I found myself snickering at the book from the very beginning, and it's actually kind of difficult to tie it up into a neat little description. It's dark yet irreverent and lighthearted at the same time. Lowry does a fantastic job of weaving in hilarious scenarios and funny characters, from the kind nanny who disguises herself as Aphrodite to scare off potential home buyers to the rich benefactor who made his fortune in the candy industry. I also immensely enjoyed the references to lots of classic "orphan" books she pokes fun of.

But let me SHOW you what I'm talking about. In this passage, the children receive a postcard from their parents.

"'Dear ones,'" Tim read. "'Though slightly bruised, we have survived quite a lovely earthquake (you may have read the headlines: THOUSANDS KILLED)...'"

"'Oh my," Jane said sadly. "I suppose kittens were killed, too. How sad."

"Shhh," Tim told her, and he continued. '"...and next we are off to kayak a crocodile-infested river. Such FUN! '"

"They don't know how to kayak!" Barnaby A exclaimed.

"They never once have kayaked," his twin added.

"Precisely," Tim said. (pages 56-57)

Even Lowry's glossary in the back is injected with this same type of bizarre humor, and she even takes a poke at herself:

IGNOMINIOUS means shamefully weak and ineffective. Oliver Twist saying, "Please sir, might I have some more?" would be ignominious, except that he isn't shameful, just sort of pathetic. This book has ignominious illustrations. They are shamefully weak because the person who drew them is not an artist. (p. 163)
(Lowry herself sketched all of the illustrations in the book).

I predict that children and parents alike will love this book even though some young children may not get all of the jokes. However, those that do will probably read it over and over again and find something new to laugh at every time. I admit that I was first a little skeptical when I heard that Lowry would be writing a humorous book, but like all of her books, she executed it with perfection and added her own special style.

The Willoughbys will be officially released on March 31st, but it's available on now.

What other bloggers are saying:

A Fuse #8 Production: "
It’s a great book for kids and adults alike. Perhaps it is not for all takers, but those with a keen sense of humor and a taste for the bizarre will enjoy this winsome tale of the beastly, the diabolical, the irascible, and the unkempt. An auspicious departure." (read more of Ms. Bird's review)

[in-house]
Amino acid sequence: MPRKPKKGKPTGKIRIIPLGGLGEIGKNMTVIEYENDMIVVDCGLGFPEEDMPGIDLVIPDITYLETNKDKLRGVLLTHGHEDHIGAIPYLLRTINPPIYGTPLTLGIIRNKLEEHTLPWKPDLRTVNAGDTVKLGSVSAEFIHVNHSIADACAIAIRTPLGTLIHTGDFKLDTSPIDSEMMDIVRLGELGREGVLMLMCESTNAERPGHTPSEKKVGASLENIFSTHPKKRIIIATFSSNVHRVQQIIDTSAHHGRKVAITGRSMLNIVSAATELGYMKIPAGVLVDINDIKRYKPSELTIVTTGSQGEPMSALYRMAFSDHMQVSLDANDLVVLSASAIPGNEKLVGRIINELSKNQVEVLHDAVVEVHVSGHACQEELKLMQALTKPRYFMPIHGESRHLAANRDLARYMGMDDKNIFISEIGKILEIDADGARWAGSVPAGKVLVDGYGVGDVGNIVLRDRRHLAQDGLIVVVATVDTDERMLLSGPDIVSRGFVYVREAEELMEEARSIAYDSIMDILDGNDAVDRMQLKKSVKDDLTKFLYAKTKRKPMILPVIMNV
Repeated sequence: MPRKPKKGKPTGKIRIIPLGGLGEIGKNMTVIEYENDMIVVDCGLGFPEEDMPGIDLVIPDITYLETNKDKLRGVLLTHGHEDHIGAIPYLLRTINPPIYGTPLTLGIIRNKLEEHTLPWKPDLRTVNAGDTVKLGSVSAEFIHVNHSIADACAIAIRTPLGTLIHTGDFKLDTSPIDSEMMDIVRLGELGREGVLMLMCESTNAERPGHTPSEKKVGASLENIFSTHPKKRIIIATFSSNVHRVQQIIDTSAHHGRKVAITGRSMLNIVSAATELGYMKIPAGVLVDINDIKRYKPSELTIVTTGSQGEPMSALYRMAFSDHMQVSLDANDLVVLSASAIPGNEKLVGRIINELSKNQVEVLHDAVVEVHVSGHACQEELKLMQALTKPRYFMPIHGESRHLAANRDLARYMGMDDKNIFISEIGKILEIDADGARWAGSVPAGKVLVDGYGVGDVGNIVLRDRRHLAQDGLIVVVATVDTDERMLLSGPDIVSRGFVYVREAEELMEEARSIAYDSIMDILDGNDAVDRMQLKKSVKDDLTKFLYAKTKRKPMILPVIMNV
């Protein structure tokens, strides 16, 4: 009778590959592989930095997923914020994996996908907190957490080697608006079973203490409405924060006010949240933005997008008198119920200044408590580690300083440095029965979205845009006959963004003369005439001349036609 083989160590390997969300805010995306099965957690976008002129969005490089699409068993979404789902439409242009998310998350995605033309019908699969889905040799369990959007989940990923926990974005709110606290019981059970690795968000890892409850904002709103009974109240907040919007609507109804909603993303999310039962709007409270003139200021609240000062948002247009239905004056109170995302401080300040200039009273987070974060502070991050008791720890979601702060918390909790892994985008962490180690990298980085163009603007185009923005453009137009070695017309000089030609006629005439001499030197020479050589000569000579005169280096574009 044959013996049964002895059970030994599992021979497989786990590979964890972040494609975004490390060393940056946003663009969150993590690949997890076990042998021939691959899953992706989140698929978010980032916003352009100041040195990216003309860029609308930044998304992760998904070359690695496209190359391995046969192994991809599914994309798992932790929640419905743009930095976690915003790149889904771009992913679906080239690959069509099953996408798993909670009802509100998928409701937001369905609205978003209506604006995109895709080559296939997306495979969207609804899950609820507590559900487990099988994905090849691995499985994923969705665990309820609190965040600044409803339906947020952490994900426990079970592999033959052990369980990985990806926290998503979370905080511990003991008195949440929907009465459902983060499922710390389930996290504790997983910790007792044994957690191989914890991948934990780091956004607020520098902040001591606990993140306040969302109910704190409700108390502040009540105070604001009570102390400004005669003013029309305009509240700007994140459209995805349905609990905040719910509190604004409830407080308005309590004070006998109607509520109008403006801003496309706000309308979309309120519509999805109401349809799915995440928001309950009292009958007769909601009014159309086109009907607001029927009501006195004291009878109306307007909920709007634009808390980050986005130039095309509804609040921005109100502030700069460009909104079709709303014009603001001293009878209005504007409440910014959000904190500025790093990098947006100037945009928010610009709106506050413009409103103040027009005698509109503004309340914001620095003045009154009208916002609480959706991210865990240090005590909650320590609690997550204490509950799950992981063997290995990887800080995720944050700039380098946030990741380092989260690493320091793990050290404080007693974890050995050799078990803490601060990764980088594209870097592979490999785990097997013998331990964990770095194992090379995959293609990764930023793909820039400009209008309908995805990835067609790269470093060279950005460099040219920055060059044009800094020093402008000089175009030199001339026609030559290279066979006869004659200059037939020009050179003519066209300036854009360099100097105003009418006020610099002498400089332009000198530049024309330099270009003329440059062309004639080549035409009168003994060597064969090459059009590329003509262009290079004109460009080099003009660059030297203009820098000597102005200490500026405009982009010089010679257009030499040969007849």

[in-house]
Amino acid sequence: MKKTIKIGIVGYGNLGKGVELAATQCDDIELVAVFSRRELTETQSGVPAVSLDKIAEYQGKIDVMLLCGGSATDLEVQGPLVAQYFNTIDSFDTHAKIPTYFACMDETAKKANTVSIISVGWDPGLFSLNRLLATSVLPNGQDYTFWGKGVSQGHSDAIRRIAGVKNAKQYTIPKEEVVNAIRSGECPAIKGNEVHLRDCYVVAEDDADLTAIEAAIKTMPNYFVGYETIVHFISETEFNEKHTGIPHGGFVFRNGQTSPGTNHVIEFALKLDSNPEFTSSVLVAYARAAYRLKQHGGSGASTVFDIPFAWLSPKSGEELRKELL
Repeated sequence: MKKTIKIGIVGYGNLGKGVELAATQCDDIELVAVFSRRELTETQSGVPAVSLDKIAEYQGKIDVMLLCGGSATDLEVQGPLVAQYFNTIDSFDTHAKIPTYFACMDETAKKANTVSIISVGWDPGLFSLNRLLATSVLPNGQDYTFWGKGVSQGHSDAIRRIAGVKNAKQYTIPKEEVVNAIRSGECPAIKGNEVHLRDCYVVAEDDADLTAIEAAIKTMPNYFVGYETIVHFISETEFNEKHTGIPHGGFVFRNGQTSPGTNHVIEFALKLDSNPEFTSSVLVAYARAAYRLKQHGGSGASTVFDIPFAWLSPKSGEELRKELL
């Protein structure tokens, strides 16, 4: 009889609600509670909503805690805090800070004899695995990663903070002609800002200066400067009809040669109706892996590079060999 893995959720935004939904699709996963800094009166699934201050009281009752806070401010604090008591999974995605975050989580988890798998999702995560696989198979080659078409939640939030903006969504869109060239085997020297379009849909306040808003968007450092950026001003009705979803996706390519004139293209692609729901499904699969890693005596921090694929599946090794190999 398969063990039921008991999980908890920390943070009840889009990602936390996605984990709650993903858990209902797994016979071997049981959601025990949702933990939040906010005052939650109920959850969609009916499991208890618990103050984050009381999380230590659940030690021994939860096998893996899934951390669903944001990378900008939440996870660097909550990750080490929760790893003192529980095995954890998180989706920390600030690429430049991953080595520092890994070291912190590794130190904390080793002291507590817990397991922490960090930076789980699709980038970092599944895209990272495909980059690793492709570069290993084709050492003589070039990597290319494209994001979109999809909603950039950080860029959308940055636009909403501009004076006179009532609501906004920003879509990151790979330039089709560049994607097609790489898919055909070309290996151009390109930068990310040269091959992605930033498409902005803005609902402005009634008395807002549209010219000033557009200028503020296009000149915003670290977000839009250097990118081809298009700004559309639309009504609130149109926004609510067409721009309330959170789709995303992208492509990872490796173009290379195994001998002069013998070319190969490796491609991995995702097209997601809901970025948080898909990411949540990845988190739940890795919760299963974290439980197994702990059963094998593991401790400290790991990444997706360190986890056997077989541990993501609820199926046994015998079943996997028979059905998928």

The Goddess of YA Literature: "
Though the book is aimed at younger readers, it will work well in classrooms dealing with humor and satire and irony nicely." (read more of the Goddess' review)

Sarah Miller: Reading, Writing, Musing
"This ain't no Giver, but it is a wonderfully snarky romp with the unmistakable flavor of Roald Dahl and a dash of Lemony Snicket. Outlandish? Yep. Likely to be too much for some hyper-sensitive parents? You betcha. Precisely why I loved it." (read more of Sarah's review)

Thursday, March 20, 2008

Sisters & Brothers by Steve Jenkins and Robin Page

Sisters and Brothers: Sibling Relationships in the Animal World by Steve Jenkins and Robin Page

Reading level:
Ages 4-8
Hardcover: 32 pages
Publisher: Houghton Mifflin (April 14, 2008)
ISBN-10: 0618375961
ISBN-13: 978-0618375967

My friend Jay was just telling me how his daughter Amelia loves going to the zoo and seeing all of the animals. Amelia also loves books, and I think I've found a book that she'll love.

Sisters and Brothers: Sibling Relationships in the Animal World presents all kinds of information and fun facts about animal siblings. For example, did you know that nine-banded armadillos are ALWAYS born as identical quadruplets? Well, did ya? I bet you didn't know that there are no male New Mexico whiptail lizards or that cheetah brothers hunt together throughout their lives while the sisters separate from their families when they're two years old to start their own. Pretty cool, huh?

The book features 19 different species of animals from elephants and beavers to European shrews and giant anteaters. Splendid cut-and-torn paper collage illustrations compliment each paragraph of intriguing information, and a fun caption accompanies each illustration. I especially love the caption by the black widow spider's egg sac: "I'm having my family for dinner..." Eeeeek!

It's a challenge to write engaging nonfiction for young children, and Jenkins and Page have definitely risen to the challenge and created a book that children of all ages will enjoy. Even very young children who may not understand the text will be fascinated by the illustrations. I highly recommend this for any child who loves animals.